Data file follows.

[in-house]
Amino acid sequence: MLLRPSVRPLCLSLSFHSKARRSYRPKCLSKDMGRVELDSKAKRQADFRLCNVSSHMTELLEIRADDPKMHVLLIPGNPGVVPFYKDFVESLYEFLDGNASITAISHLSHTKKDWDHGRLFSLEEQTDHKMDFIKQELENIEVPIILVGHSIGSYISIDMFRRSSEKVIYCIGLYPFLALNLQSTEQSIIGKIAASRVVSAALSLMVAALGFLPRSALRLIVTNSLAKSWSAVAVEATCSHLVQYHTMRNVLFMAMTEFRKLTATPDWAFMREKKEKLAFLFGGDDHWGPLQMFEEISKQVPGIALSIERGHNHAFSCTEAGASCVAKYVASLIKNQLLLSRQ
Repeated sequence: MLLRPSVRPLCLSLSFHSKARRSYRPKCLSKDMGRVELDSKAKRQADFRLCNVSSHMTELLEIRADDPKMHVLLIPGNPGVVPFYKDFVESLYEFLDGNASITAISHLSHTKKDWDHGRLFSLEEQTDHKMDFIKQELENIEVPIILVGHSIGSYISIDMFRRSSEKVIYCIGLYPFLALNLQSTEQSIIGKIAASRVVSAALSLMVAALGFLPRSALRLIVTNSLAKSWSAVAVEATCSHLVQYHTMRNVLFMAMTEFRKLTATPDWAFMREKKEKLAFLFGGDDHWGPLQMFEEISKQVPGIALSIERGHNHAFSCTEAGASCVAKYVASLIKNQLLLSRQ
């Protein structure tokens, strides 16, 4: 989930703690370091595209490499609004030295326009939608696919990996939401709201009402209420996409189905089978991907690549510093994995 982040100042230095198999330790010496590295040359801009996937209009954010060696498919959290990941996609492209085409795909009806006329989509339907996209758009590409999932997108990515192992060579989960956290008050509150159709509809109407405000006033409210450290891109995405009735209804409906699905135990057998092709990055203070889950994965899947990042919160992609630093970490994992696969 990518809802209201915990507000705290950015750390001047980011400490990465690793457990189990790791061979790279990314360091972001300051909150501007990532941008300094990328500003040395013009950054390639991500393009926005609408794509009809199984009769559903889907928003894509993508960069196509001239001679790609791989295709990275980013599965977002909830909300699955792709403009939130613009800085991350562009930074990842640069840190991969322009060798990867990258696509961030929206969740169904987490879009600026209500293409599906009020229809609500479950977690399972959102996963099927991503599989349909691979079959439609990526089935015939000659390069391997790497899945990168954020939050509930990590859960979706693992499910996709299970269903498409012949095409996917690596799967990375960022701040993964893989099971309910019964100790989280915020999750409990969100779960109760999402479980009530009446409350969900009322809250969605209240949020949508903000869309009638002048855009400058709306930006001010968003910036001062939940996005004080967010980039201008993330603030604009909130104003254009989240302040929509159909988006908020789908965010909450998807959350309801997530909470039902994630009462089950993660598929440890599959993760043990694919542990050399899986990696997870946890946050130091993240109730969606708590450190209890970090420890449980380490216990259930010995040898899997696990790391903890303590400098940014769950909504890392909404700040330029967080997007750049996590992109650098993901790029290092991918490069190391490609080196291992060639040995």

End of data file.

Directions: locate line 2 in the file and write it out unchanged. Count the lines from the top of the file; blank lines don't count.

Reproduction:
Amino acid sequence: MLLRPSVRPLCLSLSFHSKARRSYRPKCLSKDMGRVELDSKAKRQADFRLCNVSSHMTELLEIRADDPKMHVLLIPGNPGVVPFYKDFVESLYEFLDGNASITAISHLSHTKKDWDHGRLFSLEEQTDHKMDFIKQELENIEVPIILVGHSIGSYISIDMFRRSSEKVIYCIGLYPFLALNLQSTEQSIIGKIAASRVVSAALSLMVAALGFLPRSALRLIVTNSLAKSWSAVAVEATCSHLVQYHTMRNVLFMAMTEFRKLTATPDWAFMREKKEKLAFLFGGDDHWGPLQMFEEISKQVPGIALSIERGHNHAFSCTEAGASCVAKYVASLIKNQLLLSRQ